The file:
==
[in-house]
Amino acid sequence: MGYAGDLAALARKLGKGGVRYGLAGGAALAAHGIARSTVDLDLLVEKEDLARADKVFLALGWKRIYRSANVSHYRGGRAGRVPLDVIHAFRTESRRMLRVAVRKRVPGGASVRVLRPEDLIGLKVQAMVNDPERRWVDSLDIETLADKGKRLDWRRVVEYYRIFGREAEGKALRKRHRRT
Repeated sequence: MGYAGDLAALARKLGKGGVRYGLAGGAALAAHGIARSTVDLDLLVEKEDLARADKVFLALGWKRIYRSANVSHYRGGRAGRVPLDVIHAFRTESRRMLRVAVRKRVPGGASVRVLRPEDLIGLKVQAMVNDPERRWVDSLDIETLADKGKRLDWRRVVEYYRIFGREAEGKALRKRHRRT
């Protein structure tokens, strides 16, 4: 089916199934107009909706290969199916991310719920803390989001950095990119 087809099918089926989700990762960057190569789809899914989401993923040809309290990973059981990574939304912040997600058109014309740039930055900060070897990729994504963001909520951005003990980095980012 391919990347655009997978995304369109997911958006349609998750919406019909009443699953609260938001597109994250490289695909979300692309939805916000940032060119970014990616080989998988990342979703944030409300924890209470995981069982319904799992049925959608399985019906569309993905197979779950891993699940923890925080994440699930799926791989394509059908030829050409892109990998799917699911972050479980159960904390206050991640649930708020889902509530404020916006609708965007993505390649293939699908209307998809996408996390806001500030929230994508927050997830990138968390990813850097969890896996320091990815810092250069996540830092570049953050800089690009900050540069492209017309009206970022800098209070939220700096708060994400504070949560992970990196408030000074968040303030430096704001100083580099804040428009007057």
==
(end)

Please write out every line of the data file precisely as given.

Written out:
[in-house]
Amino acid sequence: MGYAGDLAALARKLGKGGVRYGLAGGAALAAHGIARSTVDLDLLVEKEDLARADKVFLALGWKRIYRSANVSHYRGGRAGRVPLDVIHAFRTESRRMLRVAVRKRVPGGASVRVLRPEDLIGLKVQAMVNDPERRWVDSLDIETLADKGKRLDWRRVVEYYRIFGREAEGKALRKRHRRT
Repeated sequence: MGYAGDLAALARKLGKGGVRYGLAGGAALAAHGIARSTVDLDLLVEKEDLARADKVFLALGWKRIYRSANVSHYRGGRAGRVPLDVIHAFRTESRRMLRVAVRKRVPGGASVRVLRPEDLIGLKVQAMVNDPERRWVDSLDIETLADKGKRLDWRRVVEYYRIFGREAEGKALRKRHRRT
């Protein structure tokens, strides 16, 4: 089916199934107009909706290969199916991310719920803390989001950095990119 087809099918089926989700990762960057190569789809899914989401993923040809309290990973059981990574939304912040997600058109014309740039930055900060070897990729994504963001909520951005003990980095980012 391919990347655009997978995304369109997911958006349609998750919406019909009443699953609260938001597109994250490289695909979300692309939805916000940032060119970014990616080989998988990342979703944030409300924890209470995981069982319904799992049925959608399985019906569309993905197979779950891993699940923890925080994440699930799926791989394509059908030829050409892109990998799917699911972050479980159960904390206050991640649930708020889902509530404020916006609708965007993505390649293939699908209307998809996408996390806001500030929230994508927050997830990138968390990813850097969890896996320091990815810092250069996540830092570049953050800089690009900050540069492209017309009206970022800098209070939220700096708060994400504070949560992970990196408030000074968040303030430096704001100083580099804040428009007057």